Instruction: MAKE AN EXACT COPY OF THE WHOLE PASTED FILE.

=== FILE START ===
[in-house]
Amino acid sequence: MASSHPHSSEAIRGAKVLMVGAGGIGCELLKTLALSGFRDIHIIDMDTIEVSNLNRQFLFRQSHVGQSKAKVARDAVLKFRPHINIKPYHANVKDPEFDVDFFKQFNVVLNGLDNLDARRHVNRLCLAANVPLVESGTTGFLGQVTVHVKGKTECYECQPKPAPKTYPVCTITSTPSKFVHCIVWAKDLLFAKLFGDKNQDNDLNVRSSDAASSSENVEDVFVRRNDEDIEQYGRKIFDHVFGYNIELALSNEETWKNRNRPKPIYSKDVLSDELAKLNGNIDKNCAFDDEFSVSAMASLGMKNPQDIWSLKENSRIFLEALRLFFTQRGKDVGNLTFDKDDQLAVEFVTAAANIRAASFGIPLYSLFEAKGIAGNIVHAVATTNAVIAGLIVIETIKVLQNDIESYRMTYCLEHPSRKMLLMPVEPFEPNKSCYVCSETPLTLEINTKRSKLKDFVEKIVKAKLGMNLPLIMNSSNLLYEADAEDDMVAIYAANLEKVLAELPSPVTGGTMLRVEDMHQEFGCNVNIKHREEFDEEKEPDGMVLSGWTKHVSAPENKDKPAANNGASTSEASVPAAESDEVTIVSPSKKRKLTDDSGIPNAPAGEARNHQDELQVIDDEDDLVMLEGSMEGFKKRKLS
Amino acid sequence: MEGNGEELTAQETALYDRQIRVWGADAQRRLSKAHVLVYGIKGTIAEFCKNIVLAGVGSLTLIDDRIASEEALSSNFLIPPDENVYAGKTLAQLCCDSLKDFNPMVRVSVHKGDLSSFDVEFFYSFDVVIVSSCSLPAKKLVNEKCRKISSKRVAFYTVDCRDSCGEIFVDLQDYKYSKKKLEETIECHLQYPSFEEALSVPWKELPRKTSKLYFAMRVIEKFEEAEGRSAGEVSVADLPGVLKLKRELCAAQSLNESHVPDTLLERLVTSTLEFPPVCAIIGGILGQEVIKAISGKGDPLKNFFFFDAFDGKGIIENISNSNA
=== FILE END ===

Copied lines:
[in-house]
Amino acid sequence: MASSHPHSSEAIRGAKVLMVGAGGIGCELLKTLALSGFRDIHIIDMDTIEVSNLNRQFLFRQSHVGQSKAKVARDAVLKFRPHINIKPYHANVKDPEFDVDFFKQFNVVLNGLDNLDARRHVNRLCLAANVPLVESGTTGFLGQVTVHVKGKTECYECQPKPAPKTYPVCTITSTPSKFVHCIVWAKDLLFAKLFGDKNQDNDLNVRSSDAASSSENVEDVFVRRNDEDIEQYGRKIFDHVFGYNIELALSNEETWKNRNRPKPIYSKDVLSDELAKLNGNIDKNCAFDDEFSVSAMASLGMKNPQDIWSLKENSRIFLEALRLFFTQRGKDVGNLTFDKDDQLAVEFVTAAANIRAASFGIPLYSLFEAKGIAGNIVHAVATTNAVIAGLIVIETIKVLQNDIESYRMTYCLEHPSRKMLLMPVEPFEPNKSCYVCSETPLTLEINTKRSKLKDFVEKIVKAKLGMNLPLIMNSSNLLYEADAEDDMVAIYAANLEKVLAELPSPVTGGTMLRVEDMHQEFGCNVNIKHREEFDEEKEPDGMVLSGWTKHVSAPENKDKPAANNGASTSEASVPAAESDEVTIVSPSKKRKLTDDSGIPNAPAGEARNHQDELQVIDDEDDLVMLEGSMEGFKKRKLS
Amino acid sequence: MEGNGEELTAQETALYDRQIRVWGADAQRRLSKAHVLVYGIKGTIAEFCKNIVLAGVGSLTLIDDRIASEEALSSNFLIPPDENVYAGKTLAQLCCDSLKDFNPMVRVSVHKGDLSSFDVEFFYSFDVVIVSSCSLPAKKLVNEKCRKISSKRVAFYTVDCRDSCGEIFVDLQDYKYSKKKLEETIECHLQYPSFEEALSVPWKELPRKTSKLYFAMRVIEKFEEAEGRSAGEVSVADLPGVLKLKRELCAAQSLNESHVPDTLLERLVTSTLEFPPVCAIIGGILGQEVIKAISGKGDPLKNFFFFDAFDGKGIIENISNSNA